First, Worden’s time spent alone as a young person prepared him to be self-sufficient in space. He writes, “I didn’t feel lonely or isolated. I’d grown up able to take care of myself.” He was also able to appreciate a chance to be alone for a while, explaining, “I was fascinated by what I was seeing and happy that Dave and Jim had landed safely—but glad to be rid of them for a while too.” It helped to have a plan in mind with lots of tasks; Worden “had a meticulously choreographed three days ahead of me.” Finally, he frequently allowed himself time to contemplate the wonders of nature—in his case, he spent time looking at the different phases of the Earth, stating, “only when I looked back at the Earth rising did I understand how far I had traveled. I was isolated, with only the radio to stay in touch.” Staring at the Earth was “mind altering” and led him to the knowledge that “(i)f humans didn’t unite and organize their lives…we’d be in trouble” (Worden 2012). Worden’s isolation lasted only a few days, but his experience leaves us with some nice guidelines about the right mindset needed for social distancing.
Anthropologist Jack Stuster’s guidance is also useful. Stuster had ten astronauts in different long-term missions on the International Space Station (whose smallest crew ever was two persons and whose crew sometimes balloons to nine) keep diaries, whose contents were encrypted and electronically sent back down to him for analysis. These astronauts were not spending days in space, but instead months at a time. Stuster’s goal was to analyze what he could learn about ISS culture from the diaries, focusing on topics like medical issues, exercise, group interactions, food and recreation. He took an applied approach to his research, using his analysis to write a 2010 report with recommendations to NASA for improving the experiences of space travelers on the station, and the stress of isolation was one of the major issues.
Stuster makes it clear to NASA that isolation can lead to problems. He writes, “The exaggeration of trivial issues is a well-known principle of life in isolation and confinement. Minor annoyances, differences of opinion, and perceived transgressions that would be inconsequential under normal conditions can be magnified by isolated and confined personnel into issues of monumental importance.” Astronauts, known to be perfectionists, may be more susceptible to this tendency, and he explains that problems to do with isolation tend to increase in the third quarter of a mission, when the astronaut is almost, but not quite, ready to return home. Stuster uses the work of John Rohrer to describe some responses to long-duration isolation, including “an initial stage of heightened anxiety; a second stage of settling into a routine, which is accompanied by depression; and a third stage of anticipation, which is characterized by emotional outbursts and aggressiveness.”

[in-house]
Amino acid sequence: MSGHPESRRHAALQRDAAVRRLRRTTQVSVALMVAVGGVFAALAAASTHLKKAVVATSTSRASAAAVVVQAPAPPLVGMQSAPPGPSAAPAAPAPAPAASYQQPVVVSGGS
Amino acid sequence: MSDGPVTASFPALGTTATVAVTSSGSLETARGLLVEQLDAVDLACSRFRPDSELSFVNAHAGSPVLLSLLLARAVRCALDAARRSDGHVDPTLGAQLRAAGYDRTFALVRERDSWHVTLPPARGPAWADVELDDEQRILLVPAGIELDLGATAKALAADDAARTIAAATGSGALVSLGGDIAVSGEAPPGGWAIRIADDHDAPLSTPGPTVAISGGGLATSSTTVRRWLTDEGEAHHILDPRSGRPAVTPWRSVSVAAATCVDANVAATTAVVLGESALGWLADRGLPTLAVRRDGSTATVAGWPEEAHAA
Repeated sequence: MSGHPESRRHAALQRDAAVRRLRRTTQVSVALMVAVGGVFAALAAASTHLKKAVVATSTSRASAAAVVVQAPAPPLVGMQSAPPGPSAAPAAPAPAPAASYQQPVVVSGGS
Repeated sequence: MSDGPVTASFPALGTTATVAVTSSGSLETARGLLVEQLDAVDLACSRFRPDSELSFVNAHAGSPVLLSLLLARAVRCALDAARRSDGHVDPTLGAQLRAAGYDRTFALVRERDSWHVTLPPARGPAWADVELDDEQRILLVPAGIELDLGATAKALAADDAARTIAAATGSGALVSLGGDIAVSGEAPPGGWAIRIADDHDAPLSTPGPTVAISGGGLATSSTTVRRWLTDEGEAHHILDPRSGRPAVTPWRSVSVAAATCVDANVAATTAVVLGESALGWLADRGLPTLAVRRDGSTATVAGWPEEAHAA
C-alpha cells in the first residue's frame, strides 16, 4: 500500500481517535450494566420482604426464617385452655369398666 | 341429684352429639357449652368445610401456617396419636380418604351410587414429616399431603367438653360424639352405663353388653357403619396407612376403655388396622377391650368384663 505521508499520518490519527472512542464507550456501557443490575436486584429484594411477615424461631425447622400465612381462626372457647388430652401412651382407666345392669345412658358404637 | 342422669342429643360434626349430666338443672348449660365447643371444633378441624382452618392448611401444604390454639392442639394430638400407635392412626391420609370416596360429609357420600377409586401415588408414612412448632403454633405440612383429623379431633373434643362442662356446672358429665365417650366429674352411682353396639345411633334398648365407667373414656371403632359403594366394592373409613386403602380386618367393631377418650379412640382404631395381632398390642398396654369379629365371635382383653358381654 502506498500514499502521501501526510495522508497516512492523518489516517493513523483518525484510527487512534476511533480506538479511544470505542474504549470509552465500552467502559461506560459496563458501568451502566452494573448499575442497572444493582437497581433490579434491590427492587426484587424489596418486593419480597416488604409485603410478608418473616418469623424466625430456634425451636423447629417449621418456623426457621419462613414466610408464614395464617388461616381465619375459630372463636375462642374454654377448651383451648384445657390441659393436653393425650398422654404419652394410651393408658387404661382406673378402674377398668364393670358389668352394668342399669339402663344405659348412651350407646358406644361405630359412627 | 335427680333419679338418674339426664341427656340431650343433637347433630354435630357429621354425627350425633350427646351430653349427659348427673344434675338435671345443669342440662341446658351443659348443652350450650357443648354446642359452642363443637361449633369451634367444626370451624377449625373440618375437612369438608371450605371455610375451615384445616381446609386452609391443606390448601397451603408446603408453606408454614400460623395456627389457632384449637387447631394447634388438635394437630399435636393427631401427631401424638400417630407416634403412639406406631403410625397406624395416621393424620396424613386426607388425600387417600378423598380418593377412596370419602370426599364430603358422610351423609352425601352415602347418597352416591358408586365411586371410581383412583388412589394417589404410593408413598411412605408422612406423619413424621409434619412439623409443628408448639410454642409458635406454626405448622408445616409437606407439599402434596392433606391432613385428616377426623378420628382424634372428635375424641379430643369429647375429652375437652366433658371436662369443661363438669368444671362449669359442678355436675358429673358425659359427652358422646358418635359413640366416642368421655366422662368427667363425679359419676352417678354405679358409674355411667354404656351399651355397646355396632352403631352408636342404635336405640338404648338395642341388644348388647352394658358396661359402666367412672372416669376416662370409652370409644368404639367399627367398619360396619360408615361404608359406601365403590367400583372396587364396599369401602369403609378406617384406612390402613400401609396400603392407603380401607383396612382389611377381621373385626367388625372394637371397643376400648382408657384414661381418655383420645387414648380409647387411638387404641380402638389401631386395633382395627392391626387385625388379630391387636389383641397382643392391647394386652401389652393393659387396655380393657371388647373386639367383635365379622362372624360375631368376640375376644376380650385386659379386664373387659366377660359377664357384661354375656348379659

|Frank White’s work on the Overview Effect demonstrated the power of the view of the Earth from space to help some astronauts feel, for the first time, how joined we really are. Pandemics, in their own more problematic way, also show we are all connected.|
Fortunately, Stuster has some recommendations for alleviating some of this anxiety, including the even distribution of tedious tasks among the crew, assigning work with tangible results, providing an interesting variety of food (with some surprises), allowing for crew celebrations and gatherings, permitting crew to be in frequent electronic contact with family and friends on the ground, and scheduling events in a way that helps mark the passage of time. Some of these recommendations may be useful to those of us on Earth living with small “crews” of family or housemates for extended periods during the pandemic.
Sheltering in place on Earth (as opposed to sheltering in space) may feel isolating, but in reality, we truly are all connected. As far as we know, Earth is the only planet with life, and every one of us behind a locked apartment door with Clorox wipes at the ready is aware at this unique moment in history of being linked to everyone else. Frank White’s work on the Overview Effect demonstrated the power of the view of the Earth from space to help some astronauts feel, for the first time, how joined we really are. Pandemics, in their own more problematic way, also show we are all connected. It is part of who we are as a species, though, from monks to polar explorers to astronauts, to be willing to self-isolate for the sake of something greater, whether nirvana, science, or a flattened curve of disease transmission. A new crew, Expedition 63, is due to fly to the ISS on April 9, and it is possible their mission will be delayed or changed because of the coronavirus pandemic. As she awaited their arrival on March 16, astronaut Jessica Meir, despite being in isolation aboard the ISS, tweeted, “From up here, it is easy to see that we are truly all in this together”.
From up here, it is easy to see that we are truly all in this together. #EarthStrong pic.twitter.com/lGgKHLUB0p— Jessica Meir (@Astro_Jessica) March 16, 2020
Bostock, Bill. “A Russian Polar Researcher Has Been Charged Trying to Stab a Colleague to Death at a Remote Antarctic Base.” Business Insider, Business Insider, 24 Oct. 2018.
Hermes, J & Kooijiman, J. “The Everyday Use of Celebrities.” In A Companion to Celebrity, Wiley Blackwell, 2016.
McWhirter, Norris, editor. Guinness World Records 2017. Guinness World Records Ltd, 2017.
Stuster, Jack. “Behavioral Issues Associated with Long-Duration Space Expeditions: Review and Analysis of astronaut journals experiment 01-E104 final report.” Houston, Texas: Johnson Space Center, 2010.
“U.S. Antarctic Program.” NSF.
“U.S. Space Champs Down Safely After 14-Day Flight.” Call-Leader, Elwood, Indiana, 18 Dec. 1965, p. 1.
Weisberger, Mindy. “No Evidence Russian Engineer Stabbed Antarctica Colleague for Spoiling Book Endings.” LiveScience, Purch.
White, Frank. The Overview Effect: Space Exploration and Human Evolution. American Institute of Aeronautics and Astronautics, Inc., 2014.
Worden, Al, and Francis French. Falling to Earth: an Apollo 15 Astronaut’s Journey to the Moon. Smithsonian Books, 2012.